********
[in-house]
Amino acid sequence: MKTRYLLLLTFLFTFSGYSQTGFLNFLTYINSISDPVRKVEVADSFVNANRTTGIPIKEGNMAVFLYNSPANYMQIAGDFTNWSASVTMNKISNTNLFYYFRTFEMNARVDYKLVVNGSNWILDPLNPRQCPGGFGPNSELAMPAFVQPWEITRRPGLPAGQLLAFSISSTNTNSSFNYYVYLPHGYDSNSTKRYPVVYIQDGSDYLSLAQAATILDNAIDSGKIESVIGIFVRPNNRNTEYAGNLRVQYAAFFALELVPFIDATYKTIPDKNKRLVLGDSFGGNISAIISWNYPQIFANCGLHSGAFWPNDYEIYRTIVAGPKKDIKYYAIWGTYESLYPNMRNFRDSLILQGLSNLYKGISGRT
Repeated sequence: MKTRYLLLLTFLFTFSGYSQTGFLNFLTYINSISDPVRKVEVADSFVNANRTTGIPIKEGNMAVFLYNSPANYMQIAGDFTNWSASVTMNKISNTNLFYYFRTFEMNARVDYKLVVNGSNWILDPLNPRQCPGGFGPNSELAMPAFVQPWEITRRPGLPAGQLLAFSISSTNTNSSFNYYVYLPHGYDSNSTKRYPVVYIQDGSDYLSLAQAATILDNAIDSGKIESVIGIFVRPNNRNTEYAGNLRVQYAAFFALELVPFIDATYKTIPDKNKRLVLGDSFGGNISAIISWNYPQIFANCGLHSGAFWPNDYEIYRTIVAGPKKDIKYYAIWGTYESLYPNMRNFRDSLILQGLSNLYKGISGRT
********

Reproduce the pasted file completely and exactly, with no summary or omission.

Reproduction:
[in-house]
Amino acid sequence: MKTRYLLLLTFLFTFSGYSQTGFLNFLTYINSISDPVRKVEVADSFVNANRTTGIPIKEGNMAVFLYNSPANYMQIAGDFTNWSASVTMNKISNTNLFYYFRTFEMNARVDYKLVVNGSNWILDPLNPRQCPGGFGPNSELAMPAFVQPWEITRRPGLPAGQLLAFSISSTNTNSSFNYYVYLPHGYDSNSTKRYPVVYIQDGSDYLSLAQAATILDNAIDSGKIESVIGIFVRPNNRNTEYAGNLRVQYAAFFALELVPFIDATYKTIPDKNKRLVLGDSFGGNISAIISWNYPQIFANCGLHSGAFWPNDYEIYRTIVAGPKKDIKYYAIWGTYESLYPNMRNFRDSLILQGLSNLYKGISGRT
Repeated sequence: MKTRYLLLLTFLFTFSGYSQTGFLNFLTYINSISDPVRKVEVADSFVNANRTTGIPIKEGNMAVFLYNSPANYMQIAGDFTNWSASVTMNKISNTNLFYYFRTFEMNARVDYKLVVNGSNWILDPLNPRQCPGGFGPNSELAMPAFVQPWEITRRPGLPAGQLLAFSISSTNTNSSFNYYVYLPHGYDSNSTKRYPVVYIQDGSDYLSLAQAATILDNAIDSGKIESVIGIFVRPNNRNTEYAGNLRVQYAAFFALELVPFIDATYKTIPDKNKRLVLGDSFGGNISAIISWNYPQIFANCGLHSGAFWPNDYEIYRTIVAGPKKDIKYYAIWGTYESLYPNMRNFRDSLILQGLSNLYKGISGRT